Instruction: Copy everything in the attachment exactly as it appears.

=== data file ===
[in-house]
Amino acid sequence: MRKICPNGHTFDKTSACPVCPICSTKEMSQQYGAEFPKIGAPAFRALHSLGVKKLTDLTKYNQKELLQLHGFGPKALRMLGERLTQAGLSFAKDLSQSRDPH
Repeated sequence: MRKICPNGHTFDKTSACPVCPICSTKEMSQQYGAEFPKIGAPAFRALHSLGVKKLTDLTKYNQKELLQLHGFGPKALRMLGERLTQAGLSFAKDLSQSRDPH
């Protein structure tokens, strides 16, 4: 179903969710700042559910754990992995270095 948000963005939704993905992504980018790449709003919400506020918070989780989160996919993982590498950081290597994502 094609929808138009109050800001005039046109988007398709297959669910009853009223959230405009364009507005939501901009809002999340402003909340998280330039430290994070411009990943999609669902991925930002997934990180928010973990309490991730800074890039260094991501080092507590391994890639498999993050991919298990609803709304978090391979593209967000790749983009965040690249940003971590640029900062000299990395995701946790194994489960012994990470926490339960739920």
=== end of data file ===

[in-house]
Amino acid sequence: MRKICPNGHTFDKTSACPVCPICSTKEMSQQYGAEFPKIGAPAFRALHSLGVKKLTDLTKYNQKELLQLHGFGPKALRMLGERLTQAGLSFAKDLSQSRDPH
Repeated sequence: MRKICPNGHTFDKTSACPVCPICSTKEMSQQYGAEFPKIGAPAFRALHSLGVKKLTDLTKYNQKELLQLHGFGPKALRMLGERLTQAGLSFAKDLSQSRDPH
């Protein structure tokens, strides 16, 4: 179903969710700042559910754990992995270095 948000963005939704993905992504980018790449709003919400506020918070989780989160996919993982590498950081290597994502 094609929808138009109050800001005039046109988007398709297959669910009853009223959230405009364009507005939501901009809002999340402003909340998280330039430290994070411009990943999609669902991925930002997934990180928010973990309490991730800074890039260094991501080092507590391994890639498999993050991919298990609803709304978090391979593209967000790749983009965040690249940003971590640029900062000299990395995701946790194994489960012994990470926490339960739920």